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In music crossover is a term used to describe artists of a certain style or genre whose popularity crosses the considered boundaries of where the music of that style or genre is normally found. "Crossing over" is a marketing term, and is always a movement toward the mainstream.
For example, in the early years of rock and roll, many songs originally recorded by African-American musicians were rerecorded by white artists (such as Pat Boone) in a more toned-down style (and often with changed lyrics) that lacked the hard edge of the original versions. These covers were considered by some to be more palatable to white parents, and white artists were thought to be more palatable to programmers at white radio stations. Songs by the original artists which where then succesful are called crossovers as they "crossed over" from a black to a white audience.
Crossover as appreciation of music not normally listened to
One way of defining crossover, is that it occurs when a work from one genre of music becomes popular among listeners who ordinarily listen to other, more popular genres. For example, particular works of classical music sometimes become popular among individuals who mostly listen to popular music. Some classical works that achieved crossover status in the twentieth century include the Canon in D by Johann Pachelbel, the Symphony No. 3 by Henryk Górecki, and the second movement of Mozart's Piano Concerto No. 21, K. 457 (from its appearance in a 1967 film entitled Elvira Madigan).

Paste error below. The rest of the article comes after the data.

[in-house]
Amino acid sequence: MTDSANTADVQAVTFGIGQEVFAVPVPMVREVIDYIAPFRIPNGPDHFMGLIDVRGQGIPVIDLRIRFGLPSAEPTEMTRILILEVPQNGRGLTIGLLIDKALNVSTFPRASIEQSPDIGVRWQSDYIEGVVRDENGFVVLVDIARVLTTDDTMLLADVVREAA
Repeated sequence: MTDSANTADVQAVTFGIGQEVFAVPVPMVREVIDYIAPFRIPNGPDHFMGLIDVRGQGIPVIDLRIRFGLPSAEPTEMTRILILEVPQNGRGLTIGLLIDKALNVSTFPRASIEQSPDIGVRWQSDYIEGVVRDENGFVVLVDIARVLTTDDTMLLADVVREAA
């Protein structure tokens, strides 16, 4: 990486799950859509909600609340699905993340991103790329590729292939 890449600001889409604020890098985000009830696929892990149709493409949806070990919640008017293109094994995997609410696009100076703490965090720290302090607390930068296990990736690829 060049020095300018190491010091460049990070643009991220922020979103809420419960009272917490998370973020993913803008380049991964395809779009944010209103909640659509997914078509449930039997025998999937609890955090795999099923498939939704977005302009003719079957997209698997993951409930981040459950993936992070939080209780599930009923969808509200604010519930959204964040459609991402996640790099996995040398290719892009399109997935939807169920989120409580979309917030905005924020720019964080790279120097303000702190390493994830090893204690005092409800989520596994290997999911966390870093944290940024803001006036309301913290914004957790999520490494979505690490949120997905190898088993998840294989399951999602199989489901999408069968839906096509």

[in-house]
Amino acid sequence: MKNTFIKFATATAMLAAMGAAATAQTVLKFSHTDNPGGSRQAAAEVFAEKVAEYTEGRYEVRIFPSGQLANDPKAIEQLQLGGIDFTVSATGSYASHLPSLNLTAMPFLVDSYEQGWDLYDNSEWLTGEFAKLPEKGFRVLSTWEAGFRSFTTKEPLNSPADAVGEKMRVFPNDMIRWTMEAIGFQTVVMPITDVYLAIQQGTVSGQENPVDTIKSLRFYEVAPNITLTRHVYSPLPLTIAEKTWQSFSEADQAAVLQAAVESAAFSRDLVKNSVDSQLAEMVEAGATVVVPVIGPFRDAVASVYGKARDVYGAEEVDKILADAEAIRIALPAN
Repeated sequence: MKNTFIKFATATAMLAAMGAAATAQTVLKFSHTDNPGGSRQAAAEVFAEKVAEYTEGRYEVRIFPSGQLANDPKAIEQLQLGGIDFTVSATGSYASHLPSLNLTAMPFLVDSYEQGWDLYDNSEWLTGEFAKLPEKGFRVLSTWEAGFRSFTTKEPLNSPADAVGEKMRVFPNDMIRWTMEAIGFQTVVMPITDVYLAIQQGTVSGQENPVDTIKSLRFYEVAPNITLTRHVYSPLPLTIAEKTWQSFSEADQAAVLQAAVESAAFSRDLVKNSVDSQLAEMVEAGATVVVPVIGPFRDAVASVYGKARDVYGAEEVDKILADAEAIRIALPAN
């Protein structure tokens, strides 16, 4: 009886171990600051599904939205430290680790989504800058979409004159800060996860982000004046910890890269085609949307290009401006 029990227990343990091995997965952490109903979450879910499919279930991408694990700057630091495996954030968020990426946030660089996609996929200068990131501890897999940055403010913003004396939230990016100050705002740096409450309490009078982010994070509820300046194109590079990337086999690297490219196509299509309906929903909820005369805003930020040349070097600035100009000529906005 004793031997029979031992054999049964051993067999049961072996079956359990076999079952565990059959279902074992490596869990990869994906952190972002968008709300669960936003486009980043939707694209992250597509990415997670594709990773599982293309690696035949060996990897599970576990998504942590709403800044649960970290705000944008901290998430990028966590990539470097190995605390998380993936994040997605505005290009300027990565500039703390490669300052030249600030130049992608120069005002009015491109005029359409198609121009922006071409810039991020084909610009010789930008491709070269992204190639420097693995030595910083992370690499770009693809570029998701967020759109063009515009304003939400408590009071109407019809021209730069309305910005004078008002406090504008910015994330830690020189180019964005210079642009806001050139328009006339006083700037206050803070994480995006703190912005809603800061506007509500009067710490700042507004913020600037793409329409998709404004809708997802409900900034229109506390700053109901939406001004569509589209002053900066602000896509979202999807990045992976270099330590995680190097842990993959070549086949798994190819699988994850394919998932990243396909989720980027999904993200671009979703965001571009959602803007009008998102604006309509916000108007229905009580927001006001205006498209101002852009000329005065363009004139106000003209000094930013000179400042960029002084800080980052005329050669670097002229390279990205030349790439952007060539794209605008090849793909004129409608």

Often crossover results from the appearance of the music in question in a film score. For instance, Sacred Harp music experienced a spurt of crossover popularity as a result of its appearance in the 2003 film Cold Mountain, and folk music experienced a mini-revival due to the reception of 2000's O Brother, Where Art Thou?. Even atonal music, which tends to be less popular among classical enthusiasts, has a kind of crossover niche, since (as Charles Rosen has noted) it is widely used in film and television scores "to depict an approaching menace".
Crossover is highly prized by executives of the music industry, since the profits of a recording that achieves crossover status can be high.
Crossover as music of mixed genres
In popular music, the term crossover is most commonly used to describe a style of alternative rock mixing elements from funk, rap and heavy metal that became extremely popular in the early 1990s. This style was initially referred to as funk metal. Some well-known crossover artists are the Red Hot Chilli Peppers and Rage Against The Machine.
However, crossover as mixing of genres in one piece has a longer tradition than that: see e.g. Deep Purple's Concerto for Group and Orchestra, where the pop music of that time is crossing the border with classical music. Around the 1970s several pop music artists produced such classical/pop crossover music, e.g. also Frank Zappa who composed pieces for execution by a classical orchestra.
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